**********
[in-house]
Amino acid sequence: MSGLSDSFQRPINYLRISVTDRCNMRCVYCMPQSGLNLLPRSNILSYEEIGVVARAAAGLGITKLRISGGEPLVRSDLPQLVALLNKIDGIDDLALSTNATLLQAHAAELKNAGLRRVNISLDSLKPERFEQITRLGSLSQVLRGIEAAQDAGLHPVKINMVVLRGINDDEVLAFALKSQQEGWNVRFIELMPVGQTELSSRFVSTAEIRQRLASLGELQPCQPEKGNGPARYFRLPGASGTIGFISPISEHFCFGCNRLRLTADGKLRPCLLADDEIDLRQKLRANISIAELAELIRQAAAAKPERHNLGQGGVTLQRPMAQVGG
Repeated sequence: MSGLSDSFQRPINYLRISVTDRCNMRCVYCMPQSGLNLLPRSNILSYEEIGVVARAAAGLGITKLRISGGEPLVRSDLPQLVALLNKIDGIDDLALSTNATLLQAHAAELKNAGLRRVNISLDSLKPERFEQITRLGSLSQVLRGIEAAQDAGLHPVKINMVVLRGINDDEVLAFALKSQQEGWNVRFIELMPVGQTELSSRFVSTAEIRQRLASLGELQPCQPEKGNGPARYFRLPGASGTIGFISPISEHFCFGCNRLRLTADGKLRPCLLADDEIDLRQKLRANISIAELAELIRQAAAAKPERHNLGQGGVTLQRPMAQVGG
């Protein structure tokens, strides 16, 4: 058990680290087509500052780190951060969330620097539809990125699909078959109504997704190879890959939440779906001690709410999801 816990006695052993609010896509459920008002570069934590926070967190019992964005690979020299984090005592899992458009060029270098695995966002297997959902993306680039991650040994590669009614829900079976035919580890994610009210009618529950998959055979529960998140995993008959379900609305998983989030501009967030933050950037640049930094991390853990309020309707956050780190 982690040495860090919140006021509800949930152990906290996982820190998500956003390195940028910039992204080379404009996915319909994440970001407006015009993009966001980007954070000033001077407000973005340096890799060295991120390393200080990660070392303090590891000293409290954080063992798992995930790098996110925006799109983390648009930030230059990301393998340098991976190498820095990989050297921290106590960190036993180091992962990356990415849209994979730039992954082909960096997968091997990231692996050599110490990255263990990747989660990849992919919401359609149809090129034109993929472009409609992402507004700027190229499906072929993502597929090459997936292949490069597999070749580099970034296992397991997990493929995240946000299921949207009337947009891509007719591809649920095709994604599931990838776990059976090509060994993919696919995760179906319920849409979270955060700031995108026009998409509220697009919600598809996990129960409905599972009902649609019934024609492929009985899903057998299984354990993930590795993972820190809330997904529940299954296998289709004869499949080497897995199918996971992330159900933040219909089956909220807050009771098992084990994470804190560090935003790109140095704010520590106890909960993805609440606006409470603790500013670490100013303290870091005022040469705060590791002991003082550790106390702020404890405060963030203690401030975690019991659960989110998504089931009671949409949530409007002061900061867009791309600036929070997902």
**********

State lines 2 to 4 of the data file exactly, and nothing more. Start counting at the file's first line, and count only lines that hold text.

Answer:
Amino acid sequence: MSGLSDSFQRPINYLRISVTDRCNMRCVYCMPQSGLNLLPRSNILSYEEIGVVARAAAGLGITKLRISGGEPLVRSDLPQLVALLNKIDGIDDLALSTNATLLQAHAAELKNAGLRRVNISLDSLKPERFEQITRLGSLSQVLRGIEAAQDAGLHPVKINMVVLRGINDDEVLAFALKSQQEGWNVRFIELMPVGQTELSSRFVSTAEIRQRLASLGELQPCQPEKGNGPARYFRLPGASGTIGFISPISEHFCFGCNRLRLTADGKLRPCLLADDEIDLRQKLRANISIAELAELIRQAAAAKPERHNLGQGGVTLQRPMAQVGG
Repeated sequence: MSGLSDSFQRPINYLRISVTDRCNMRCVYCMPQSGLNLLPRSNILSYEEIGVVARAAAGLGITKLRISGGEPLVRSDLPQLVALLNKIDGIDDLALSTNATLLQAHAAELKNAGLRRVNISLDSLKPERFEQITRLGSLSQVLRGIEAAQDAGLHPVKINMVVLRGINDDEVLAFALKSQQEGWNVRFIELMPVGQTELSSRFVSTAEIRQRLASLGELQPCQPEKGNGPARYFRLPGASGTIGFISPISEHFCFGCNRLRLTADGKLRPCLLADDEIDLRQKLRANISIAELAELIRQAAAAKPERHNLGQGGVTLQRPMAQVGG
């Protein structure tokens, strides 16, 4: 058990680290087509500052780190951060969330620097539809990125699909078959109504997704190879890959939440779906001690709410999801 816990006695052993609010896509459920008002570069934590926070967190019992964005690979020299984090005592899992458009060029270098695995966002297997959902993306680039991650040994590669009614829900079976035919580890994610009210009618529950998959055979529960998140995993008959379900609305998983989030501009967030933050950037640049930094991390853990309020309707956050780190 982690040495860090919140006021509800949930152990906290996982820190998500956003390195940028910039992204080379404009996915319909994440970001407006015009993009966001980007954070000033001077407000973005340096890799060295991120390393200080990660070392303090590891000293409290954080063992798992995930790098996110925006799109983390648009930030230059990301393998340098991976190498820095990989050297921290106590960190036993180091992962990356990415849209994979730039992954082909960096997968091997990231692996050599110490990255263990990747989660990849992919919401359609149809090129034109993929472009409609992402507004700027190229499906072929993502597929090459997936292949490069597999070749580099970034296992397991997990493929995240946000299921949207009337947009891509007719591809649920095709994604599931990838776990059976090509060994993919696919995760179906319920849409979270955060700031995108026009998409509220697009919600598809996990129960409905599972009902649609019934024609492929009985899903057998299984354990993930590795993972820190809330997904529940299954296998289709004869499949080497897995199918996971992330159900933040219909089956909220807050009771098992084990994470804190560090935003790109140095704010520590106890909960993805609440606006409470603790500013670490100013303290870091005022040469705060590791002991003082550790106390702020404890405060963030203690401030975690019991659960989110998504089931009671949409949530409007002061900061867009791309600036929070997902």